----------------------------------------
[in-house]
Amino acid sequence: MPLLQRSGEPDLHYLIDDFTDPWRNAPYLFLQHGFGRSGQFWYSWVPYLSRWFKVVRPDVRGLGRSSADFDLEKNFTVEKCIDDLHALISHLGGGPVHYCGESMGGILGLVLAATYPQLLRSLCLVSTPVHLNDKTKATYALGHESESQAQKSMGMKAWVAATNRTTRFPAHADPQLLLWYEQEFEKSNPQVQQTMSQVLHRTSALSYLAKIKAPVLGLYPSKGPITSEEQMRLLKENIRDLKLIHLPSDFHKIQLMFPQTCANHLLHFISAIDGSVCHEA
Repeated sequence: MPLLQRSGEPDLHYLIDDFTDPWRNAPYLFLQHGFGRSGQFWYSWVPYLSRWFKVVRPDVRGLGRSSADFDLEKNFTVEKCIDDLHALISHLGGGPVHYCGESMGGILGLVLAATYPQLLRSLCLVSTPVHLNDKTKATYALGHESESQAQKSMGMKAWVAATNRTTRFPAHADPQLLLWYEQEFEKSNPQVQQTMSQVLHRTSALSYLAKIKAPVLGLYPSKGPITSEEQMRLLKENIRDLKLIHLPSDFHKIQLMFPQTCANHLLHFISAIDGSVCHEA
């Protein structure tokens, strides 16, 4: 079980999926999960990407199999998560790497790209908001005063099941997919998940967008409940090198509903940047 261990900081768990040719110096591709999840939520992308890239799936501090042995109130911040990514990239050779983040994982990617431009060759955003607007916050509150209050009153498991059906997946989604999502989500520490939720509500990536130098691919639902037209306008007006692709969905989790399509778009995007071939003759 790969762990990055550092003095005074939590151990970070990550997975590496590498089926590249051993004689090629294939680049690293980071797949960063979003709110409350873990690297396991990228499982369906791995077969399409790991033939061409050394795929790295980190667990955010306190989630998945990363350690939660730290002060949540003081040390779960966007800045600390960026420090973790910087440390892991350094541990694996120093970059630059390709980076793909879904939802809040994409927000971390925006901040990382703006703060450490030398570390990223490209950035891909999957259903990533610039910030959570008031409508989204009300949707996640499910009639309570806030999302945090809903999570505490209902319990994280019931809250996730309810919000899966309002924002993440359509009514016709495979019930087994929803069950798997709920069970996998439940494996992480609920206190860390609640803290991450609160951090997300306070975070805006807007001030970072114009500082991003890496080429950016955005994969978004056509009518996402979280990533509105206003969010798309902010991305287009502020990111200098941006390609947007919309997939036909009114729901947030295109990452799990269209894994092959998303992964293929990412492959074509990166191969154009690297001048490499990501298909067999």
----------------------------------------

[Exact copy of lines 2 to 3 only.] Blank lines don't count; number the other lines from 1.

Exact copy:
Amino acid sequence: MPLLQRSGEPDLHYLIDDFTDPWRNAPYLFLQHGFGRSGQFWYSWVPYLSRWFKVVRPDVRGLGRSSADFDLEKNFTVEKCIDDLHALISHLGGGPVHYCGESMGGILGLVLAATYPQLLRSLCLVSTPVHLNDKTKATYALGHESESQAQKSMGMKAWVAATNRTTRFPAHADPQLLLWYEQEFEKSNPQVQQTMSQVLHRTSALSYLAKIKAPVLGLYPSKGPITSEEQMRLLKENIRDLKLIHLPSDFHKIQLMFPQTCANHLLHFISAIDGSVCHEA
Repeated sequence: MPLLQRSGEPDLHYLIDDFTDPWRNAPYLFLQHGFGRSGQFWYSWVPYLSRWFKVVRPDVRGLGRSSADFDLEKNFTVEKCIDDLHALISHLGGGPVHYCGESMGGILGLVLAATYPQLLRSLCLVSTPVHLNDKTKATYALGHESESQAQKSMGMKAWVAATNRTTRFPAHADPQLLLWYEQEFEKSNPQVQQTMSQVLHRTSALSYLAKIKAPVLGLYPSKGPITSEEQMRLLKENIRDLKLIHLPSDFHKIQLMFPQTCANHLLHFISAIDGSVCHEA